Now, while I’m sure the right to getting a tattoo was not quite what philosopher’s touting the right to self-ownership had in mind, however the right to do so without being passed judgement upon is inherent in this. Even so, there’s still a stigma surrounding those who choose to “get inked”.
Got this pic on a FB page styled Tattoo acceptance in the workplace. This stylish lady lost her hair to alopecia and eventually decided to trade in her wigs and hats in favour of a tattoo. Fair play to her, I say.
Anyone who’s gotten a tattoo, however, has probably heard a version of the phrase “What will that look like when you’re old and wrinkly?”. I can just hear people telling this lovely lady “What d’you think that will look like when you’re 80?”.
You see, in spite of my own tattoo being almost five years old, and in a place that’s hardly ever visible, my relatives seem to think it their solemn duty to criticise me for getting it every summer when I’m visiting. And every summer it’s as though they see it for the first time. Mind you, m mother actually had to point it out to my grandmother when I first got it before she even noticed.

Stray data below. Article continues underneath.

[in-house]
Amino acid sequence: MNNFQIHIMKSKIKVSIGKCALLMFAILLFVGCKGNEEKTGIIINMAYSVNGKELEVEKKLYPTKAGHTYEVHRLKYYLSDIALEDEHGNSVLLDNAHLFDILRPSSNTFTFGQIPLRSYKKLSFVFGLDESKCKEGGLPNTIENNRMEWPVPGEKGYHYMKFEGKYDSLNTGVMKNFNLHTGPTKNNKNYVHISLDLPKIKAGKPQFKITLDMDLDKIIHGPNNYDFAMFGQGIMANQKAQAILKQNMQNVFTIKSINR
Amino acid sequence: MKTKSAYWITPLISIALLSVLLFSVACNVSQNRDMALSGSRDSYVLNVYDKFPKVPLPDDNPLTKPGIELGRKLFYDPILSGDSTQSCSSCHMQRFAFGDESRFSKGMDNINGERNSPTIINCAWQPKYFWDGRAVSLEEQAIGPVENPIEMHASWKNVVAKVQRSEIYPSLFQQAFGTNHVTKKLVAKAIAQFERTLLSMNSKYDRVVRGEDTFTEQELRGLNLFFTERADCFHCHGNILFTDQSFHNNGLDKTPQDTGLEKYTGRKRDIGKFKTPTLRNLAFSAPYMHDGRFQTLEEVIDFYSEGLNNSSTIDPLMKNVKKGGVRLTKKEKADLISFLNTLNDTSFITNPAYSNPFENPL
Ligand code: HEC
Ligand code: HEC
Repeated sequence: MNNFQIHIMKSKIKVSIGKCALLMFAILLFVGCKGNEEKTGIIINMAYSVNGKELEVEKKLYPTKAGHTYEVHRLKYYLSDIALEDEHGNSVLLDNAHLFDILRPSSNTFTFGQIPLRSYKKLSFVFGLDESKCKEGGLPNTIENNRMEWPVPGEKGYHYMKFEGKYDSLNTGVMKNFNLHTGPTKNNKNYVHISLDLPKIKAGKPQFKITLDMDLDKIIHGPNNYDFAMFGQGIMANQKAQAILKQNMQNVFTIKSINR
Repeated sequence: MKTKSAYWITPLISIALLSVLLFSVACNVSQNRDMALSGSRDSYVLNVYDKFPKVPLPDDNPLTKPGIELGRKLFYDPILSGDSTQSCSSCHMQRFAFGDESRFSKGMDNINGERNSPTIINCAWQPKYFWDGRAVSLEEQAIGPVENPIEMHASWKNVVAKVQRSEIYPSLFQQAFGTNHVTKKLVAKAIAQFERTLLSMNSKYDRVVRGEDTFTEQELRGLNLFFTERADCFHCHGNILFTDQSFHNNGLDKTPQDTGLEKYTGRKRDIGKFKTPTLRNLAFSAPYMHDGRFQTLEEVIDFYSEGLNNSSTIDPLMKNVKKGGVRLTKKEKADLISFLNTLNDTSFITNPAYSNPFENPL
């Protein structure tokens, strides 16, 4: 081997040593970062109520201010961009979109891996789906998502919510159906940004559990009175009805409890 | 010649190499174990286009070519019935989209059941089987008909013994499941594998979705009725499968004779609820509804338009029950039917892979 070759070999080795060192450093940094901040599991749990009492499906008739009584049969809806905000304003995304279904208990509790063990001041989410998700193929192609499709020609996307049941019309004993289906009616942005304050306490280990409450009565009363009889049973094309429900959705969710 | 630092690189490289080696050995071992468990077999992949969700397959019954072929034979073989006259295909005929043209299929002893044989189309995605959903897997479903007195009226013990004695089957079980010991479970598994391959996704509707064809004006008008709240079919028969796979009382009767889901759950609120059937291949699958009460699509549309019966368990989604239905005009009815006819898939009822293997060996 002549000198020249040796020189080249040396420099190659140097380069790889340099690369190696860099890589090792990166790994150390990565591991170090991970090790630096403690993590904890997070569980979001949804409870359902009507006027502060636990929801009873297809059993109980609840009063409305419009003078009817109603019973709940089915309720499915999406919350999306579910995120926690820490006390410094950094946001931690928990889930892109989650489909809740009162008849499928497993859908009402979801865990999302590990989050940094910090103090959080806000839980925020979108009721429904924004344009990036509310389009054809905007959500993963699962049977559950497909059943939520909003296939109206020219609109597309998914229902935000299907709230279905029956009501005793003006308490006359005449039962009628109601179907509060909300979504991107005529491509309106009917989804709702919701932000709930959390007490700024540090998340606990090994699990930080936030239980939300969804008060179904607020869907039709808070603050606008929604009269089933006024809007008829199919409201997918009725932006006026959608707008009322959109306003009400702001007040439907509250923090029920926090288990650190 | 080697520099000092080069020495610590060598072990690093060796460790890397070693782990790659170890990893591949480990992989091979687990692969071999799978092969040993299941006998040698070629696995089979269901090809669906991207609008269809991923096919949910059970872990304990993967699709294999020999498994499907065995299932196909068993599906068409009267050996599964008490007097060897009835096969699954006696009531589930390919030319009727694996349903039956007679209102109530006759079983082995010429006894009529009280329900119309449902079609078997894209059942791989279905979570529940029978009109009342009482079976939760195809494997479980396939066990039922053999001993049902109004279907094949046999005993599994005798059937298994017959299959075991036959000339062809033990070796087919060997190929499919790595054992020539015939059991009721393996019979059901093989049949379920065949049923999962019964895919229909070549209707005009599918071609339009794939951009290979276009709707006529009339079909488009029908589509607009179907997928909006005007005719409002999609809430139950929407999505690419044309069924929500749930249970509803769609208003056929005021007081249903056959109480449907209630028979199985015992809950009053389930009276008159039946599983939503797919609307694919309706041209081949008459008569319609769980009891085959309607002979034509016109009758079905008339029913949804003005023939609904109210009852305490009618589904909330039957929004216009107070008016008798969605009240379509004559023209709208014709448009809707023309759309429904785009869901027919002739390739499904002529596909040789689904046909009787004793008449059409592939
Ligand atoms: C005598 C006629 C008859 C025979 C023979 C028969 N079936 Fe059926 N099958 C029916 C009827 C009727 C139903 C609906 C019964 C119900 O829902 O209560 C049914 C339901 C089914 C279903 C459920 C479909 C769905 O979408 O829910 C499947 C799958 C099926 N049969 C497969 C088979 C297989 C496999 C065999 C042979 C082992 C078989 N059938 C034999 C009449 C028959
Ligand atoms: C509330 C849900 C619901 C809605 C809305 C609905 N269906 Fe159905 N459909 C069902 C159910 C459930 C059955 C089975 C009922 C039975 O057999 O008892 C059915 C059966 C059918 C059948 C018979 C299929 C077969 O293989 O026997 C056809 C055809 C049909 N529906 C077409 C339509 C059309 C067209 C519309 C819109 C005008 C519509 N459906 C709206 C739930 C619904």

Nevermind that I’m doing well in Uni, that I’ve had up to five jobs at once while studying, that I exercise regularly, that I’m social, that they hardly ever see me (or my tattoo), or that it’s my body. It bothers them.
You don’t hear anyone with tattoos placing criticism upon those who don’t for not having tattoos. Anyone who gets one are aware that it’s a lifelong commitment, lest they want to spend more time and money in order to get it removed than it cost to get it in the first place. Even so, we’re the ones considered to be rash – irresponsible – stupid – rebellious – uncivilized – troublesome – impulsive – trash – tramps – gangmembers – bikers – other*
If I were to write another bachelorpaper I’d do one on predjudices and stereotypes related to tattoos.
* feel free to post “your” stereotype in comments.